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Hop Hornbeam Ostrya virginiana

Other Common Name(s):

Phonetic Spelling
OSS-tree-uh vir-jin-ee-AN-uh
Description

Ostrya virginiana, commonly called American hop hornbeam, is a deciduous tree which usually occurs in dry soils on rocky slopes, upland woods, and bluffs. A small to medium-sized, understory tree with a generally rounded crown. It typically grows 25-40' tall with a slightly smaller spread.

A native deciduous shade tree in the Betulaceae family.  The leaves look similar to and can be confused with birch trees, and its overall form can sometimes be confused with an elm tree.  It has shaggy bark that provides winter interest.  Eastern hophornbeam is small to medium understory tree.  It is low maintenance and works well in urban settings, probably because it tolerates drought and heavy clay soils.  Plant in a lawn, along a driveway, street, or in a woodland garden.  It is sometimes referred to as "ironwood" because of its extremely hard and dense wood.

Fire Risk: This plant has a low flammability rating.

Seasons of Interest:

   Bloom: Spring, April  Fruit: Summer-Winter   Bark: Winter

Wildlife Value:  This plant is moderately resistant to damage from deer.  It is a possible host plant for the Red-spotted purple and Eastern Tiger Swallowtail butterflies.  Its nutlets are eaten by songbirds, wild turkey, quail and other small mammals.  Witches broom that commonly occurs on this tree provides a home to many invertebrates eaten by songbirds, especially during the winter.  

Insects, Diseases, and Other Pest Problems: No serious insect or disease problems.

This plant may be confused with: Betula lenta, Betula alleghaniensisCarpinus carolinianaAlnus serrulata

Cultivars / Varieties:
Tags:
#butterflies#deciduous#small tree#shade tree#songbirds#bark#drought tolerant#wildlife plant#native tree#low maintenance#clay soil#street tree#showy fruits#lawn tree#showy bark#low flammability#NC native#deer resistant#native garden#fire resistant#woodland#Braham Arboretum
 
Cultivars / Varieties:
Tags:
#butterflies#deciduous#small tree#shade tree#songbirds#bark#drought tolerant#wildlife plant#native tree#low maintenance#clay soil#street tree#showy fruits#lawn tree#showy bark#low flammability#NC native#deer resistant#native garden#fire resistant#woodland#Braham Arboretum
  • Attributes:
    Genus:
    Ostrya
    Species:
    virginiana
    Family:
    Betulaceae
    Uses (Ethnobotany):
    fence posts, fuel, and tool handles, inner wood was used to treat toothache, sore muscles, and coughs by Native Americans
    Life Cycle:
    Woody
    Country Or Region Of Origin:
    North and Central America, NC
    Distribution:
    Range from FL west to TX northwest to Wyoming north to Manitoba east to Nova Scotia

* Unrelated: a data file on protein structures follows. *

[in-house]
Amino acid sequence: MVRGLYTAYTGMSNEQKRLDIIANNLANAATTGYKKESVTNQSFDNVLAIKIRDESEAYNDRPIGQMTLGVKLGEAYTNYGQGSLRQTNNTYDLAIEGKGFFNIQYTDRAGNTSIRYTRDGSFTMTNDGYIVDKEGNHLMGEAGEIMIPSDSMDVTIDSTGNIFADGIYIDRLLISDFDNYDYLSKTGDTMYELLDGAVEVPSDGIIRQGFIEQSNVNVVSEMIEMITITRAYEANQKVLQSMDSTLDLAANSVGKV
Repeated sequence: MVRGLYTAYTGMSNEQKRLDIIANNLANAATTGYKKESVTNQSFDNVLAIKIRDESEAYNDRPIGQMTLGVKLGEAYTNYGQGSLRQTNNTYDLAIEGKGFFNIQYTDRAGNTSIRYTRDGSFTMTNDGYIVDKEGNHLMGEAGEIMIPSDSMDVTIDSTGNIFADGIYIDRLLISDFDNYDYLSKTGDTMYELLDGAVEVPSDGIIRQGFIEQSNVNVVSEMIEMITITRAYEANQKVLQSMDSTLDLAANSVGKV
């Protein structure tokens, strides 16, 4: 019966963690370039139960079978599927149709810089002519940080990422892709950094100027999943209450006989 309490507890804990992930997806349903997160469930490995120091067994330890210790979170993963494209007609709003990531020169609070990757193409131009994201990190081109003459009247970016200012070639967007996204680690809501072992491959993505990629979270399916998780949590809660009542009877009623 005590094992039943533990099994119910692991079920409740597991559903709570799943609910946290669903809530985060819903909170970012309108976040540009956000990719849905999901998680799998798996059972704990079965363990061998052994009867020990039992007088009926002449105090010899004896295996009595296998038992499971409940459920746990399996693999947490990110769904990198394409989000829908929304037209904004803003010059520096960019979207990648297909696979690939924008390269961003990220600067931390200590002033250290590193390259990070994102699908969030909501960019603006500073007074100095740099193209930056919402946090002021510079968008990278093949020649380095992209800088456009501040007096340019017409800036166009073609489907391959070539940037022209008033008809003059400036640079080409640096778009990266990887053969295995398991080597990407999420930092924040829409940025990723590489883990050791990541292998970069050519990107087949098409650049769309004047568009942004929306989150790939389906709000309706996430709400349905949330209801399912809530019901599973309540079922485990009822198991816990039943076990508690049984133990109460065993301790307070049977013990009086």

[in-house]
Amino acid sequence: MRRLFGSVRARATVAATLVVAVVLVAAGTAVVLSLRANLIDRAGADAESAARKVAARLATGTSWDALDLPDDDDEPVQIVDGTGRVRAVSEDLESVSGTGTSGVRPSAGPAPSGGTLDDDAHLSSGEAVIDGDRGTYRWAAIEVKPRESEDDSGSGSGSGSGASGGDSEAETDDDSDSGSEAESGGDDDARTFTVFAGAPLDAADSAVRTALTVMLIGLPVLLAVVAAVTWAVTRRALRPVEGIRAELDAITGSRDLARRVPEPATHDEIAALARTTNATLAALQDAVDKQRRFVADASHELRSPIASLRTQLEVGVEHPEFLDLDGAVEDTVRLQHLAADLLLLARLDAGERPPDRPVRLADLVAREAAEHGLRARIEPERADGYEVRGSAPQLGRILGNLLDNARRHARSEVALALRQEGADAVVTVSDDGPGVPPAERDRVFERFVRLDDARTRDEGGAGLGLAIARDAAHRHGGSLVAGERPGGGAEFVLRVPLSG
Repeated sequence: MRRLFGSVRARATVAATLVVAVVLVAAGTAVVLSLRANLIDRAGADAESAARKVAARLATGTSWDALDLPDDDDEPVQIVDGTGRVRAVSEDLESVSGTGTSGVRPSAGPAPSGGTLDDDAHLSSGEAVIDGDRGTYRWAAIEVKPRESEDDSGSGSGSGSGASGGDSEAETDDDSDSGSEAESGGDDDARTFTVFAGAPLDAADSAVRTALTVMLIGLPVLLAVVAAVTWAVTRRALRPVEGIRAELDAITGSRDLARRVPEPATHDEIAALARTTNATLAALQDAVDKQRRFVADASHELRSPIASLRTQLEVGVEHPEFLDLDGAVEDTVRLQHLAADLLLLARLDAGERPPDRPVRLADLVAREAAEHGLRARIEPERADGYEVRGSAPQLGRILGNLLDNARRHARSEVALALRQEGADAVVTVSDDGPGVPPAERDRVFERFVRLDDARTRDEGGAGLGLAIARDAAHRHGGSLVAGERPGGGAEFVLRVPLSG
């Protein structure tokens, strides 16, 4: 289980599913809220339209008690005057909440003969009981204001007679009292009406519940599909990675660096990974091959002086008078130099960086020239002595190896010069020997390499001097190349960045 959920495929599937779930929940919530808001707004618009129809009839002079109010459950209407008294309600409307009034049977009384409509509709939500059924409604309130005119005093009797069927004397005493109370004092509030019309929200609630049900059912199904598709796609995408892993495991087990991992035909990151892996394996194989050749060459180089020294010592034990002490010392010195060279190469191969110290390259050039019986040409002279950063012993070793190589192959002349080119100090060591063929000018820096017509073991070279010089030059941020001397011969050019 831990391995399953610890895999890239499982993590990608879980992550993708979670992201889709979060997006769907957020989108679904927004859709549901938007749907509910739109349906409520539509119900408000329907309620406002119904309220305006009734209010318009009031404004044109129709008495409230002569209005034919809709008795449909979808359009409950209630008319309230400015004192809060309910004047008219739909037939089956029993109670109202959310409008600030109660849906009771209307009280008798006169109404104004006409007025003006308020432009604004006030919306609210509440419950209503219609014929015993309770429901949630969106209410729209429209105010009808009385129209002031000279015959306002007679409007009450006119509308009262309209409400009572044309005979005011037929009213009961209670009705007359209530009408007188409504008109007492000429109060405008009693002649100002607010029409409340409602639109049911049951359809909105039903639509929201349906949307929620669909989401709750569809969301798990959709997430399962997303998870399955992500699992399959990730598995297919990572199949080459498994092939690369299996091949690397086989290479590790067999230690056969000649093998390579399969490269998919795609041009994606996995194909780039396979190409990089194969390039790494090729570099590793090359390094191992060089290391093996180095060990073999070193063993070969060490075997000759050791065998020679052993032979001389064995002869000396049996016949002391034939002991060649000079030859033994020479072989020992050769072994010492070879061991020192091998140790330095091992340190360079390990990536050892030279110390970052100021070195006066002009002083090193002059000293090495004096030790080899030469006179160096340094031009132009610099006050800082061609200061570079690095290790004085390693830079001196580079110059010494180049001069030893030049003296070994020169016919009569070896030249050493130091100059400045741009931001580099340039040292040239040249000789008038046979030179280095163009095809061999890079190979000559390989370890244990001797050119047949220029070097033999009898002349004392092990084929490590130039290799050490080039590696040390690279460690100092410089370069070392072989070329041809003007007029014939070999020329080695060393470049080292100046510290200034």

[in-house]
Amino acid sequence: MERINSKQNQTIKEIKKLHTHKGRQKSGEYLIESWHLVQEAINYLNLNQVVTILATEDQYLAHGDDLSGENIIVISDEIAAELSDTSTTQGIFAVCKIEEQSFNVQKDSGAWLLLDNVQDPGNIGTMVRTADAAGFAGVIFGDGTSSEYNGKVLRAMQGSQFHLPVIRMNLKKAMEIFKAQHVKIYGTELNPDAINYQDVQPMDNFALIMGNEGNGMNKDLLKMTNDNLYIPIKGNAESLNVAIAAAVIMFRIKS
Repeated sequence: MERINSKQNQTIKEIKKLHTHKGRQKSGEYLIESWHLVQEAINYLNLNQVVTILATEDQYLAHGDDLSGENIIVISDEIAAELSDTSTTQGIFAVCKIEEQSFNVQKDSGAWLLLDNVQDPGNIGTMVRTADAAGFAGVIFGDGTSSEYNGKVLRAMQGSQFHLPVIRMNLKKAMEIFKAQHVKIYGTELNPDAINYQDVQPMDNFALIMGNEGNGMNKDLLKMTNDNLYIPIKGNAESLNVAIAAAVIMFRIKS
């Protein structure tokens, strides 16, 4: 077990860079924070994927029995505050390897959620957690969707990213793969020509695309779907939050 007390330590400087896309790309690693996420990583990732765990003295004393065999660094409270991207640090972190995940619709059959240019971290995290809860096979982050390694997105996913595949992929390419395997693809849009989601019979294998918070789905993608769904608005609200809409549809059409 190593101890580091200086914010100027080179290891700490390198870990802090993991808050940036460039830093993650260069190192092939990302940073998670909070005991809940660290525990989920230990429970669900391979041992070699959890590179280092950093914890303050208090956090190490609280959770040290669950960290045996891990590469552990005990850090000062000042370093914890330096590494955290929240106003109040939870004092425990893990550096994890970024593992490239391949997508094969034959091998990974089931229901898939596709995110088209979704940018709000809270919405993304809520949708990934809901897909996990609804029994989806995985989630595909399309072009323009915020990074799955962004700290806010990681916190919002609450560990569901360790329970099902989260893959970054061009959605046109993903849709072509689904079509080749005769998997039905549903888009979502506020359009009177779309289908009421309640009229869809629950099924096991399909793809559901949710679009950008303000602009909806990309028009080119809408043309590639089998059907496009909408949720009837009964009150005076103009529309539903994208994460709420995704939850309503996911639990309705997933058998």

Fire Risk Rating:
    low flammability
    Wildlife Value:
    nutlet is used as a winter food for ring-necked pheasants, rabbits, grouse, turkeys, deer, squirrels, and some songbirds
    Play Value:
    Wildlife Food Source
    Particularly Resistant To (Insects/Diseases/Other Problems):
    fire in the landscape.
    Dimensions:
    Height: 25 ft. 0 in. - 40 ft. 0 in.
    Width: 0 ft. 8 in. - 1 ft. 8 in.
  • Whole Plant Traits:
    Plant Type:
    Native Plant
    Tree
    Leaf Characteristics:
    Deciduous
    Growth Rate:
    Slow
  • Cultural Conditions:
    Light:
    Full sun (6 or more hours of direct sunlight a day)
    Partial Shade (Direct sunlight only part of the day, 2-6 hours)
    Soil pH:
    Acid (<6.0)
    Soil Drainage:
    Good Drainage
    NC Region:
    Mountains
    Piedmont
    Usda Plant Hardiness Zone:
    3a, 3b, 4a, 4b, 5a, 5b, 6a, 6b, 7a, 7b, 8a, 8b, 9a, 9b
  • Fruit:
    Fruit Type:
    Nut
    Fruit Length:
    < 1 inch
    Fruit Description:
    1/4 inch nutlet is enclosed in a dried, leafy, inflated sac
  • Flowers:
    Flower Color:
    Brown/Copper
    Gold/Yellow
    Green
    Flower Bloom Time:
    Fall
    Summer
    Winter
    Flower Description:
    The flowers of the Hop Hornbeam are monoecious catkins that appear on the same tree in April, Red-brown (male), light green (female). The fowers are not particularly showy, although the male catkins are more prominent and are present throughout winter. Female catkins are followed by drooping clusters of sac-like, seed-bearing pods which, as the common name suggests, somewhat resemble the fruit of hops and persist from summer through winter.
  • Leaves:
    Leaf Characteristics:
    Deciduous
    Leaf Color:
    Gold/Yellow
    Green
    Deciduous Leaf Fall Color:
    Gold/Yellow
    Leaf Shape:
    Oblong
    Ovate
    Leaf Margin:
    Doubly Serrate
    Hairs Present:
    No
    Leaf Length:
    3-6 inches
    Leaf Width:
    1-3 inches
    Leaf Description:
    The Hop hornbeam features birch-like, oval to lance-shaped, sharply-serrated, dark yellowish-green leaves (to 5" long). The leaves turn an undistinguished yellow in autumn and often drop early.
  • Bark:
    Bark Color:
    Dark Brown
  • Stem:
    Stem Is Aromatic:
    No
  • Landscape:
    Landscape Location:
    Woodland
    Landscape Theme:
    Butterfly Garden
    Native Garden
    Design Feature:
    Shade Tree
    Attracts:
    Butterflies
    Songbirds
    Resistance To Challenges:
    Deer
    Fire